In this study, about two-fifths of the subjects from India and overseas had some degree of vitamin D deficiency. In keeping with the referral pattern to our center, more than half of the subjects who underwent vitamin D testing were from the states of Tamil Nadu and West Bengal, and about 95% of the overseas referrals were from Bangladesh.

A formal cost-effect analysis has not been done in this study. In patients presenting with nonspecific aches and pains, where the likelihood of harboring a sinister disease condition is very remote, we may err of empirically treating with cholecalciferol. Empiric treatment in such cases is justified as vitamin D deficiency is widely prevalent, the cost of vitamin D testing is high (INR 1500)[27] and the margin of therapeutic safety is reasonable. Given the fact that the prevalence of vitamin D deficiency is high, it is prudent to consider aggressive food fortification strategies to address this problem as the exorbitant costs involved preclude testing in many.[28],[29] Moreover, food fortification will go a long way in tackling the problem in the community especially among postmenopausal women and elderly men who stand a high risk of age related bone loss.

This descriptive study on the trends in vitamin D referral is the first of its kind from India. The strength of this study lies in the fact that it is probably the only study in the world that analyzed a large cohort of almost 0.1 million subjects referred for vitamin D testing. The limitation of the cross-sectional design of this study is duly acknowledged by the authors. The key points that stand out in this study are that vitamin D deficiency is a public health problem, which may present to multiple specialties in a tertiary care centre. Its manifestations may be subtle; however, it might be prudent to screen children at risk, women in the reproductive age group, subjects with chronic dermatological conditions, hematological diseases, chronic steroid users, postmenopausal women at risk for osteoporosis, and hospital staff who are constrained to work indoors. Indiscriminate testing for vitamin D levels in asymptomatic individuals is questionable as this may result in higher costs, unnecessary burden on laboratory personnel and uncertain benefits.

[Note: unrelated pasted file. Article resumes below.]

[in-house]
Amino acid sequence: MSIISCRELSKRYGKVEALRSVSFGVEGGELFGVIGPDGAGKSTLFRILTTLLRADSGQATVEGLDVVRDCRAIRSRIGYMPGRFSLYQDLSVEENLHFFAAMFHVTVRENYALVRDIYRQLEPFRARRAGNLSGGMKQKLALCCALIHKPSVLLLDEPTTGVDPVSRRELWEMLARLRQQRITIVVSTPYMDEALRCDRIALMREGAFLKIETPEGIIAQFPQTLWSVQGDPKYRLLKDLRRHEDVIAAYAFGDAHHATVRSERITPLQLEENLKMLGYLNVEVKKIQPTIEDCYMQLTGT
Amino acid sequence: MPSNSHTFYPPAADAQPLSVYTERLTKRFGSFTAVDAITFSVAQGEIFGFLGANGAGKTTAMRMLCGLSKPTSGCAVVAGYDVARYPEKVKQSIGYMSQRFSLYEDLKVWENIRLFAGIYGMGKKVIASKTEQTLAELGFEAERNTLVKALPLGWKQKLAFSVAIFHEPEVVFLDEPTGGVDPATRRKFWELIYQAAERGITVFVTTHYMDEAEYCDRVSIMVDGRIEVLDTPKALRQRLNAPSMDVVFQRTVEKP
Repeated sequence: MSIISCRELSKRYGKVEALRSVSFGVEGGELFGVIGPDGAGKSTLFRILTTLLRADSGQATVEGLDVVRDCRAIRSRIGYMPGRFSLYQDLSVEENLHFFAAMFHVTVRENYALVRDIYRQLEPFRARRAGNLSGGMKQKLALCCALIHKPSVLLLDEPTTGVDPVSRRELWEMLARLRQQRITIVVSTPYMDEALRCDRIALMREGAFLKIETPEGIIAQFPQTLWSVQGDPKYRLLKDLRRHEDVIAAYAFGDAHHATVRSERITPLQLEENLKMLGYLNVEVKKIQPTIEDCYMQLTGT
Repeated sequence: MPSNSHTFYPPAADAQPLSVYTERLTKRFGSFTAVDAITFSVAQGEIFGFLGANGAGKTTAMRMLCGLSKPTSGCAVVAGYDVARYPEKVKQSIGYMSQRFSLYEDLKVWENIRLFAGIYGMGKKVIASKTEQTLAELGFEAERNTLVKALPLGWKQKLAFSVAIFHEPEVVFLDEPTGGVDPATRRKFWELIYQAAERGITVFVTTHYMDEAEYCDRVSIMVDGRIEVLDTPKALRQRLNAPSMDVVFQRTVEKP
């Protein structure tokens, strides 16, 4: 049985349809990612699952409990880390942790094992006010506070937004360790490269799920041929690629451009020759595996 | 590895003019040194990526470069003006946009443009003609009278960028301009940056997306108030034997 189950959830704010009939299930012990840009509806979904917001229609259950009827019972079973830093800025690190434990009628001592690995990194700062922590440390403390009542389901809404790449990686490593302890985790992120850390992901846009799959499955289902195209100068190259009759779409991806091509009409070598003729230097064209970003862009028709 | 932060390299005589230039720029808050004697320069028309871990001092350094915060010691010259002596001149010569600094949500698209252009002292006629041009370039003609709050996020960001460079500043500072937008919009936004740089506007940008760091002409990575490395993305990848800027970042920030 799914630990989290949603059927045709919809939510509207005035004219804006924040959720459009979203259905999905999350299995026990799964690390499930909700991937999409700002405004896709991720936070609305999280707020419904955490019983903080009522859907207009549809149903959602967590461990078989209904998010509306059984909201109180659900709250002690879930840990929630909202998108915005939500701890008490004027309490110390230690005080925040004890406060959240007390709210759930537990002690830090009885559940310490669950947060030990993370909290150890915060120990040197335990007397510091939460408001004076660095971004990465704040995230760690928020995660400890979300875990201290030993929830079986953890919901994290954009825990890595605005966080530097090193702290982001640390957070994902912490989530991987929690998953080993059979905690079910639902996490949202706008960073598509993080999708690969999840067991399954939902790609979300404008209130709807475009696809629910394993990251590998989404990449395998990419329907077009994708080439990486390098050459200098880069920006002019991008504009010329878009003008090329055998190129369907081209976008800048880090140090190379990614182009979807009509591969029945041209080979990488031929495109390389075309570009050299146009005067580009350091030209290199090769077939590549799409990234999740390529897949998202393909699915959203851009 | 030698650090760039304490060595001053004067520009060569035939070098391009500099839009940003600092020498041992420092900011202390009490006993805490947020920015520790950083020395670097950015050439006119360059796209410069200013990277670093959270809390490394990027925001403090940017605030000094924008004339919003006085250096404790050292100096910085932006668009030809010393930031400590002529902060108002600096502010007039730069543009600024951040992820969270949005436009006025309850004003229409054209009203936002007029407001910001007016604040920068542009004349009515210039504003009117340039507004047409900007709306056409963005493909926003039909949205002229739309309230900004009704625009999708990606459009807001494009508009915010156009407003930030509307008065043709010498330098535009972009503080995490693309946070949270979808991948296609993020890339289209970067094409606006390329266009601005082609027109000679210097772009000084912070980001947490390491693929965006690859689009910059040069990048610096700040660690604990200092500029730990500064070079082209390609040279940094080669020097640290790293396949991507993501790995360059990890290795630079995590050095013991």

:: Conclusion Top

This Indian study evaluated the referral pattern and indications for vitamin D testing in patients referred from different specialties in a tertiary care centre. Although the present study represents cross-sectional data from a tertiary care centre in southern India, it may be rightly presumed that practicing physicians may go overboard with testing for 25(OH) vitamin D.

Until there are clear-cut guidelines in place for directing the indications for vitamin D assessment, clinicians should use their discretion to screen those truly at risk for vitamin D deficiency, without overlooking less common indications such as chronic steroid usea nd chronic dermatological disorders. This will ensure a more pragmatic and rational approach to 25(OH) vitamin D assessment, better channeling of resources, and greater cost effectiveness.

Financial support and sponsorship


Conflicts of interest

There are no conflicts of interest.

 :: References Top

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  [Figure 1], [Figure 2]

  [Table 1], [Table 2]